Finally on gender-neutral pronouns! There have been a zillion attempts at this, but as a (very!) amateur linguist I'd say it's very hard to force new terms into language - its progress is too organic. Memes sometimes catch, for very interesting reasons, but you can't just invent a new one and hope that it catches on (see my whimsical attempts at doing this with terms like jeebo/beejo!). For some interesting history of attempts at creating gender-neutral pronouns, see an FAQ here. Lots of people do persist in trying to use terms like "hir", but for me, the good old "they" works well enough. Prescriptive linguists of 50 years ago thought it improper to use plural terms about singular objects ("a person walked into my shop today: they wanted some flowers"), but linguists of today generally tend to be more descriptive, and say it's perfectly acceptable and a good example of the flexibility of language. Jane Austen used it..!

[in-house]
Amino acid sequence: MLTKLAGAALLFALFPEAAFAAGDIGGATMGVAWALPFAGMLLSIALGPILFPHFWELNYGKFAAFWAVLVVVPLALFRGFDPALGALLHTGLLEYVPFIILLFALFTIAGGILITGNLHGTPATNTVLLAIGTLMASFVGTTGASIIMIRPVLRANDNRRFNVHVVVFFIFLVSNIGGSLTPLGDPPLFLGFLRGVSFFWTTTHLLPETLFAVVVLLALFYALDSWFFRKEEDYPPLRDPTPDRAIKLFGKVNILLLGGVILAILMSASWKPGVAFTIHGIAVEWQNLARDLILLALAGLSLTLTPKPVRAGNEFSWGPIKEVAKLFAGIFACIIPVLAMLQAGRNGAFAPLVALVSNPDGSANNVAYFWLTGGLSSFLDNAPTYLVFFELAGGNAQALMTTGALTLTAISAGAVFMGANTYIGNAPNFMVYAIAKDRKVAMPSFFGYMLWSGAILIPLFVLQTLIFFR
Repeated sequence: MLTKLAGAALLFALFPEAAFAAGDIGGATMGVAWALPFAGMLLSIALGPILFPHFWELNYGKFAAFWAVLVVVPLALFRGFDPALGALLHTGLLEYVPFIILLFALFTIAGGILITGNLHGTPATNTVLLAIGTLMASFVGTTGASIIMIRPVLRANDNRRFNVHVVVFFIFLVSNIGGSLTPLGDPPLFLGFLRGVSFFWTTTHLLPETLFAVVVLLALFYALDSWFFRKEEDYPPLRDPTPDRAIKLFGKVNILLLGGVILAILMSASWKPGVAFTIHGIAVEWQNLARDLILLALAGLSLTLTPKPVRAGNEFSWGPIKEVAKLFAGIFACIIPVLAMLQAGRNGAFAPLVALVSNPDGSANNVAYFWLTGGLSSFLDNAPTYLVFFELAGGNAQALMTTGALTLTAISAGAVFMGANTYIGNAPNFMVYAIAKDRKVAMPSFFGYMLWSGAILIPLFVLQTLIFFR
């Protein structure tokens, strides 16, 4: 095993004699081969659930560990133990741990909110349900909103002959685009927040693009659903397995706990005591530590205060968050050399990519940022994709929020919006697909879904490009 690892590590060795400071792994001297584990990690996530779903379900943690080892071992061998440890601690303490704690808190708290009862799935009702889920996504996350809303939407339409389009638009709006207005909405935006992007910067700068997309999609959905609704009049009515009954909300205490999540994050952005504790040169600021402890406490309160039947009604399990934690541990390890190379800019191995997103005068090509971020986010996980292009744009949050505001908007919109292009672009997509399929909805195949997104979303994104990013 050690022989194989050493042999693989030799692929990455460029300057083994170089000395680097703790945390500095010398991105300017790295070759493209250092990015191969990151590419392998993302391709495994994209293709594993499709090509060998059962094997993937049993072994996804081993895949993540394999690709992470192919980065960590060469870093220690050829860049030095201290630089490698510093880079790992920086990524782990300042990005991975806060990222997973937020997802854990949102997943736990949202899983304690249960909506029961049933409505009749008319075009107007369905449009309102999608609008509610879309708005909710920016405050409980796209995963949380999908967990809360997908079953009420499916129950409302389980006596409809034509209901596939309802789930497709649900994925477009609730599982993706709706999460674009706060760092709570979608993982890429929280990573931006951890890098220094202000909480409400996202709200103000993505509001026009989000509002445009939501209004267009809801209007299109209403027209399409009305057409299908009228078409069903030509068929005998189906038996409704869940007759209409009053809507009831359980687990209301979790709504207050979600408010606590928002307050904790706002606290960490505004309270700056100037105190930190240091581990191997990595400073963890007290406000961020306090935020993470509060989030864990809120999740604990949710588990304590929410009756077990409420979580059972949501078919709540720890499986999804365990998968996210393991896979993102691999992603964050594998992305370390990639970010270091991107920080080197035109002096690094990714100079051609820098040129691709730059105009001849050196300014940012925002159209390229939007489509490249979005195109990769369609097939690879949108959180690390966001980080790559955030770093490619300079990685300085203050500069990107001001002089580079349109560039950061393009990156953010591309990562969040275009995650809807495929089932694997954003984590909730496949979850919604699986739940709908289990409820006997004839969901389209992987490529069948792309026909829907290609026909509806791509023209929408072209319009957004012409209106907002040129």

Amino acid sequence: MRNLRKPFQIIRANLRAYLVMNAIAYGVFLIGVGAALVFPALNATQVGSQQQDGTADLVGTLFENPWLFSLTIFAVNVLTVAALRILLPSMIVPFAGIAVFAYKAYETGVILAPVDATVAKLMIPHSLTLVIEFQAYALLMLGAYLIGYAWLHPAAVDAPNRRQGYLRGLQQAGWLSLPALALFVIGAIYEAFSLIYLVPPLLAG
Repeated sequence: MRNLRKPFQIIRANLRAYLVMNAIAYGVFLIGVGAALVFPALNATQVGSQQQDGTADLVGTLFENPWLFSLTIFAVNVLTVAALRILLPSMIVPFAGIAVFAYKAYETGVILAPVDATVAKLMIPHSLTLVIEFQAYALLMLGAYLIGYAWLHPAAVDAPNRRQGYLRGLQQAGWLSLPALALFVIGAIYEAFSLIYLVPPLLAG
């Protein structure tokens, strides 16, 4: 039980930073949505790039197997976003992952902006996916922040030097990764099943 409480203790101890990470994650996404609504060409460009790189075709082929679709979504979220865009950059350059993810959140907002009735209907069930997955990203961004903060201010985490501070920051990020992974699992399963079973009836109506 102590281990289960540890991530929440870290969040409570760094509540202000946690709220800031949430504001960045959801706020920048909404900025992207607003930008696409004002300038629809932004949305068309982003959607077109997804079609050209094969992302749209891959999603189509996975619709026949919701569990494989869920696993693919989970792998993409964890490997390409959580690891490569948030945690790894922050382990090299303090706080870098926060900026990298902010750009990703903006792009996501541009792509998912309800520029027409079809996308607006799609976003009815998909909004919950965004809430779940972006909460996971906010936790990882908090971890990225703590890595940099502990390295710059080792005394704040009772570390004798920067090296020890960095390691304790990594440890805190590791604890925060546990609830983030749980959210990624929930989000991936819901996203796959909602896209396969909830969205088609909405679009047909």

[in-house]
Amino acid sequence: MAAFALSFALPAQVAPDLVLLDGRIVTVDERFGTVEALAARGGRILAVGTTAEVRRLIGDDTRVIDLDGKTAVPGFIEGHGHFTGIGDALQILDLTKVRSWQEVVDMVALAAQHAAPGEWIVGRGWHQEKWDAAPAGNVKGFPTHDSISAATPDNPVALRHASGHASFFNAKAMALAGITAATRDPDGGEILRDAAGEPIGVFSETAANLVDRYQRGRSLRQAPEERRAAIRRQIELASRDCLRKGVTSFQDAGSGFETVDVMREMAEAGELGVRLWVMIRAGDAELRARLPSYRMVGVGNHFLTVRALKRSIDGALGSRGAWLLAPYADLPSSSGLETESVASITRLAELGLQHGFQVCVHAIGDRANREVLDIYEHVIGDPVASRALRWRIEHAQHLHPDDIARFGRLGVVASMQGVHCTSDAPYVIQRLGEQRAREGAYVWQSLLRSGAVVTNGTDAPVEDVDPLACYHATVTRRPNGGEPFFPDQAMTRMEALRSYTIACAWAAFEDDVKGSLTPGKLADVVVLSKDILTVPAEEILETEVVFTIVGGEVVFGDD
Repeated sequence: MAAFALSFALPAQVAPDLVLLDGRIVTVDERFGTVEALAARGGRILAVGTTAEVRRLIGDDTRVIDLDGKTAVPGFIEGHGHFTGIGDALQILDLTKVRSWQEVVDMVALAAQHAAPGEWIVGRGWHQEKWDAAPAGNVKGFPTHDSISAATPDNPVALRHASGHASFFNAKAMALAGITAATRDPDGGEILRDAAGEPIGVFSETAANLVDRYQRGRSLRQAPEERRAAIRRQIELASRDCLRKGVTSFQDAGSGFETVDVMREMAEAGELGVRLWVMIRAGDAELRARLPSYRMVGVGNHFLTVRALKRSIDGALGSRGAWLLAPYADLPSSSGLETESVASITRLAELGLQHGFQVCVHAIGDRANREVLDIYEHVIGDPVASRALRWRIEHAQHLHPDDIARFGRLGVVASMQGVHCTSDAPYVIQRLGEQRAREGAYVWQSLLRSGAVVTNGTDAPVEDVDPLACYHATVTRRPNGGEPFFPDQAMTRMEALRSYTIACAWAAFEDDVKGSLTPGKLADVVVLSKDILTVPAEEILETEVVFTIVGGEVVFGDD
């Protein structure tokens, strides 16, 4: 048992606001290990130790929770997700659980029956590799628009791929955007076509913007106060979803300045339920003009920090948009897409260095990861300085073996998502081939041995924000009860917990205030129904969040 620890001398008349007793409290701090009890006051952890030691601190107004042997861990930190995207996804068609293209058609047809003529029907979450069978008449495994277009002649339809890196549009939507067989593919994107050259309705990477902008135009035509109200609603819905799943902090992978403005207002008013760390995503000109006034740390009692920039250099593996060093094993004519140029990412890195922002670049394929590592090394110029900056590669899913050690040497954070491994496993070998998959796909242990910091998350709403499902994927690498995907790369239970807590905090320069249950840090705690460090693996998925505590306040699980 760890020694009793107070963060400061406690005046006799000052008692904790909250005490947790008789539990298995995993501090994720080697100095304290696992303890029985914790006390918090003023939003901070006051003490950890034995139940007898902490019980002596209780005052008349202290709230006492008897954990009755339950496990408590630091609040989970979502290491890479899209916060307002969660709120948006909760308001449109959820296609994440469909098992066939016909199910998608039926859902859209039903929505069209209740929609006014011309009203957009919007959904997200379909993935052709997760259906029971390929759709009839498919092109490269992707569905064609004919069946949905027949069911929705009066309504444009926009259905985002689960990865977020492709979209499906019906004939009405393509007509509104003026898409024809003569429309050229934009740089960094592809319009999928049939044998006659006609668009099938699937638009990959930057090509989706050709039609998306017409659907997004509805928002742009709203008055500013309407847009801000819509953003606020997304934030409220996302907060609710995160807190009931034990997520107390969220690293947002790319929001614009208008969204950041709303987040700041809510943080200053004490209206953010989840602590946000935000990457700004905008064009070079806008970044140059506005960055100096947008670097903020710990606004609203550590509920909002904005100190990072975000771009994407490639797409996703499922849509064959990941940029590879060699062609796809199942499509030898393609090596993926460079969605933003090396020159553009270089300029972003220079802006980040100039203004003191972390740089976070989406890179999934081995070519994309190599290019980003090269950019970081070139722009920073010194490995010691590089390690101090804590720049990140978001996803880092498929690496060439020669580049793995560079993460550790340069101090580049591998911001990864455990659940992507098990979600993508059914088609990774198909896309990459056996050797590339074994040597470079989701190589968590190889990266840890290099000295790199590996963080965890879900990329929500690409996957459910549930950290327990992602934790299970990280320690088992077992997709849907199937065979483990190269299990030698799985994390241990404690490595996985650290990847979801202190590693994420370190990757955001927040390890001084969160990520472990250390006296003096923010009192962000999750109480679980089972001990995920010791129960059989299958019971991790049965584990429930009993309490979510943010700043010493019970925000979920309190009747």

Images taken from the film "Ma Vie En Rose"/"My Life In Pink" by Alain Berliner, which is probably a better way of understanding being like me than the above article. It'll probably be in your local DVD outlet for rental.
Posted by honey at July 6, 2005 4:02 PM
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Okay I just finished my very long reply only to discover you'd made it a whole new entry as suggested. Thanks, I'm very honoured :D. And yes I'm perfectly happy that you relayed my comments. I’m really glad you weren’t offended by my comments and are happy to engage in constructive debate. Gender issues are of considerable interest to me so it’s great to be able to engage in a constructive debate with someone from a very well-informed but somewhat differing perspective.